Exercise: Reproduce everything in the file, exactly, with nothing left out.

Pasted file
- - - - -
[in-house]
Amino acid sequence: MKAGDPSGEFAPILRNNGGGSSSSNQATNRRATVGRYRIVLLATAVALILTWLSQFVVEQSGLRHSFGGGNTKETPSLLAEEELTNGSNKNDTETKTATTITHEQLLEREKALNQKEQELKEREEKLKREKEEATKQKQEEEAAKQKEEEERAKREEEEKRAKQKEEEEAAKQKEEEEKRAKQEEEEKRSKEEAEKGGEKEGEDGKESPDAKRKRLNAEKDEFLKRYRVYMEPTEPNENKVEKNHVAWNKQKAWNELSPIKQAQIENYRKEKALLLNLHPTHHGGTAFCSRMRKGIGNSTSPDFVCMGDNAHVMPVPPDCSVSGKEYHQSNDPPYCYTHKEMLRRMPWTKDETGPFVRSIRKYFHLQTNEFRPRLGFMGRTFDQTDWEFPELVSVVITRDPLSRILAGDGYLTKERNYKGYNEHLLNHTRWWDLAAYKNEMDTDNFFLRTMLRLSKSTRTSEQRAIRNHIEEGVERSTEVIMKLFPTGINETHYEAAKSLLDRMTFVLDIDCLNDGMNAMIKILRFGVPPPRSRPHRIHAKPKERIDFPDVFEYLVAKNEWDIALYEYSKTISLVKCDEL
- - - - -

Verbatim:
[in-house]
Amino acid sequence: MKAGDPSGEFAPILRNNGGGSSSSNQATNRRATVGRYRIVLLATAVALILTWLSQFVVEQSGLRHSFGGGNTKETPSLLAEEELTNGSNKNDTETKTATTITHEQLLEREKALNQKEQELKEREEKLKREKEEATKQKQEEEAAKQKEEEERAKREEEEKRAKQKEEEEAAKQKEEEEKRAKQEEEEKRSKEEAEKGGEKEGEDGKESPDAKRKRLNAEKDEFLKRYRVYMEPTEPNENKVEKNHVAWNKQKAWNELSPIKQAQIENYRKEKALLLNLHPTHHGGTAFCSRMRKGIGNSTSPDFVCMGDNAHVMPVPPDCSVSGKEYHQSNDPPYCYTHKEMLRRMPWTKDETGPFVRSIRKYFHLQTNEFRPRLGFMGRTFDQTDWEFPELVSVVITRDPLSRILAGDGYLTKERNYKGYNEHLLNHTRWWDLAAYKNEMDTDNFFLRTMLRLSKSTRTSEQRAIRNHIEEGVERSTEVIMKLFPTGINETHYEAAKSLLDRMTFVLDIDCLNDGMNAMIKILRFGVPPPRSRPHRIHAKPKERIDFPDVFEYLVAKNEWDIALYEYSKTISLVKCDEL